Empirically Yours

Milkmaids, George Washington and the End of the Pandemic

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Two remarkable events in the 18th century that were a consequence of the viral disease smallpox have lessons for us today: How a simple method for vaccination was reduced to practice and presented to the medical community and how a mandate to vaccinate the Continental Army was key to winning the Revolutionary War.

But we are still enduring the COVID-19 pandemic. Some observers are now suggesting that the pandemic may decline substantially by the end of next year, 2022. How can this be?

Smallpox outbreaks were once a dreadful fact of life in Europe. Back then, in a rural area hit hard by the virus, 10% of the population would die and the death toll might be as high as 20% in towns or cities where the virus could spread more easily.

Edward Jenner (1749-1823), who trained as a physician in rural England, noticed that milkmaids never seemed to get smallpox although the cows they worked with had a similar disease: cowpox. He wondered if this resistance to smallpox might be transferable and tested the idea by inserting or rubbing powdered cowpox (and eventually smallpox) scabs or fluid from pustules into superficial scratches on the skin of a susceptible person. Most of the time this led to a mild infection in the recipient, but it also induced immunity to the smallpox virus. He described his work publicly; others readily repeated his general vaccination method; his fame and his method spread widely in the late 18th and early 19th centuries.

Jenner may have been aware of reports that similar methods had been practiced in China, India, the Middle East and Africa long before the 1700s. People have been successfully preventing some infectious diseases for hundreds of years with these general methods. Word also spread to England’s colonies in North America, and then Lt. Gen. George Washington was paying attention.

Early during the Revolutionary War, American forces were sent north to drive the British Army out of the area around Quebec. Despite some early successes in this campaign, the Continental Army was defeated by winter weather, lack of supplies, and casualties, many of which were due to smallpox. Some historians have speculated that when the Continental Army was pinned down, laying siege to Quebec City, Gov. Carleton sent prostitutes from the city infected with the virus to visit the American troops. If true, this could be an early example of biological warfare.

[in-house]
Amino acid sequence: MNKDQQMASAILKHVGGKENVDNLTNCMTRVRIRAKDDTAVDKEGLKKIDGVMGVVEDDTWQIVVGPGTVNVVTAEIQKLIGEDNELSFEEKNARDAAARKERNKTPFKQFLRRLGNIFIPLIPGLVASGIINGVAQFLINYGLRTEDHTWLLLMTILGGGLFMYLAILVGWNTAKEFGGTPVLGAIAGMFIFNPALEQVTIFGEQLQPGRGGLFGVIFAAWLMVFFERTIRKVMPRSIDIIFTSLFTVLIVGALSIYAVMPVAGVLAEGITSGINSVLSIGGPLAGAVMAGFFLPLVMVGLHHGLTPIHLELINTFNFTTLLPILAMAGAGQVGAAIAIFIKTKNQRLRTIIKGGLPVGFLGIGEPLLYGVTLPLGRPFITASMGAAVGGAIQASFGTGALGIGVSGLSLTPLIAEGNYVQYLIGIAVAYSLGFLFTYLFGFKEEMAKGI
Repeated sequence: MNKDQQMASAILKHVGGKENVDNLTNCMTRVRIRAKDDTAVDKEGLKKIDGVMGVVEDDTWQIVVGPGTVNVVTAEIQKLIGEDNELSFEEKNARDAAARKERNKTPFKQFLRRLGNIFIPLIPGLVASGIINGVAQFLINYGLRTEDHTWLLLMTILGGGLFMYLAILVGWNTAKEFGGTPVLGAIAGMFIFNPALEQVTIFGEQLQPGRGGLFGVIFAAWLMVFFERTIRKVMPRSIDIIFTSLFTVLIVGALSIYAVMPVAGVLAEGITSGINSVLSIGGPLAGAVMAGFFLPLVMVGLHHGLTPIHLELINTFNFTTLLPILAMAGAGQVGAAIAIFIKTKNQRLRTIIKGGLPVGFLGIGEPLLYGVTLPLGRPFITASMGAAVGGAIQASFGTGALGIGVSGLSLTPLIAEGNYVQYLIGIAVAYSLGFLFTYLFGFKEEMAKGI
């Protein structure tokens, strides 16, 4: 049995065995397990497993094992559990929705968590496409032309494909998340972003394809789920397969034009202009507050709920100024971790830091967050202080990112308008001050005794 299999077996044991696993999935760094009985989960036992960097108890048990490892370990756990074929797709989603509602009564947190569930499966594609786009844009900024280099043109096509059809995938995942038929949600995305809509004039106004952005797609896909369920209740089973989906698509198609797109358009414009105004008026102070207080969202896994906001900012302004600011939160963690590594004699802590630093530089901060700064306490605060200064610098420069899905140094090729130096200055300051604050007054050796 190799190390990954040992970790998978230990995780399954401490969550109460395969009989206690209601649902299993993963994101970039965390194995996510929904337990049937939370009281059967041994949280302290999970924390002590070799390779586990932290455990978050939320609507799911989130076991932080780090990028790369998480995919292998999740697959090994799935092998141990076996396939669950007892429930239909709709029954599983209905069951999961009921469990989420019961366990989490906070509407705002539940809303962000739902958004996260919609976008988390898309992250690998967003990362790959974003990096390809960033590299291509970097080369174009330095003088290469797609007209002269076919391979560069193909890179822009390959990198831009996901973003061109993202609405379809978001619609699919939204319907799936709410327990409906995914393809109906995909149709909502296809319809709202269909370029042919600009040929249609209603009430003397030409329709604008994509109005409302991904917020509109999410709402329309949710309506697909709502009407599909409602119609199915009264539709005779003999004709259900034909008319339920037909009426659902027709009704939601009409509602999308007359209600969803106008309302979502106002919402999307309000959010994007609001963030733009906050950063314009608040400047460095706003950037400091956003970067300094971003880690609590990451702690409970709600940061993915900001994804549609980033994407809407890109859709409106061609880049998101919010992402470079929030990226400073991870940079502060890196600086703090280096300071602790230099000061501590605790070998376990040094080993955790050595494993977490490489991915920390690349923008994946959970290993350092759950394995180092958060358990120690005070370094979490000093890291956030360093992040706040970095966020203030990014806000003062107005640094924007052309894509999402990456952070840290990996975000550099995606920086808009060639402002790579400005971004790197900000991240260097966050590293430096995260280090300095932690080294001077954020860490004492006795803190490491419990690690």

The Continental Army was defeated there and its remnants retreated south early in 1776. Washington was keenly aware of how smallpox was devastating the Army, prompting him to quietly order (so the British would not learn how sick his troops were) that all American troops be vaccinated. The program was successful, infection rates plummeted, and vaccinated troops fought at the Battles of Saratoga and Trenton, early victories for America.

In Washington’s view the scourge of smallpox was worse than the British enemy and this mandate has been described “as important as any military measure Washington adopted during the war…”

Then, as now, a minority of Americans resisted vaccinations, and this is not a surprise since we prize individual freedoms so highly. But our courts have made it clear that citizens do not have a constitutionally protected right to harm their colleagues, their friends and people in their communities: One individual’s right to a healthy life is greater than another individual’s right to decline a vaccination.

The Supreme Court held in the landmark 1905 case Jacobson v. Massachusetts that states have the authority to order compulsory vaccination when there is a threat of epidemic. Justice John Harlan declared that nothing in the Constitution permits people to behave however they choose and “… real liberty for all could not exist …” if people could act “… regardless of the injury that may be done to others.”

So, where does that leave us regarding the current pandemic if some people will never be vaccinated? Over 700,000 Americans have died due to COVID-19 as of this writing, and many people who were hospitalized because of the virus have lingering health problems. When will this end?

The CEO of Moderna, Stephane Bancel, recently said the pandemic will end “as of today, I assume in one year” in a recent interview. He pointed out that since the durability of COVID-19 vaccines depends on the age of the recipient, seniors will need annual boosters, while everyone else will benefit from boosters every three years. He referred to the activity of OC43, a less dangerous cousin of SARS-CoV-2, as an example.

OC43 tends to infect older people each year while younger people are infected once every three years. Bancel believes COVID-19 will follow the same path. He said that Moderna is testing a combination vaccine for the flu and COVID-19 as well as a flu vaccine that has activity against four flu variants (rather than a single variant).

Happily, right now cases of COVID-19, hospitalizations and deaths are all starting to decline, and this may be due to increased vaccination and mask mandates. A former head of the Food and Drug Administration, Scott Gottlieb, believes that “this is the last major wave of infection.”

Let us hope they are both correct.

Richard Gelinas, Ph.D., whose early work earned a Nobel prize, is a senior research scientist at the Institute for Systems Biology. He lives in Lakebay. Suggestions for further reading are at keypennews.org.


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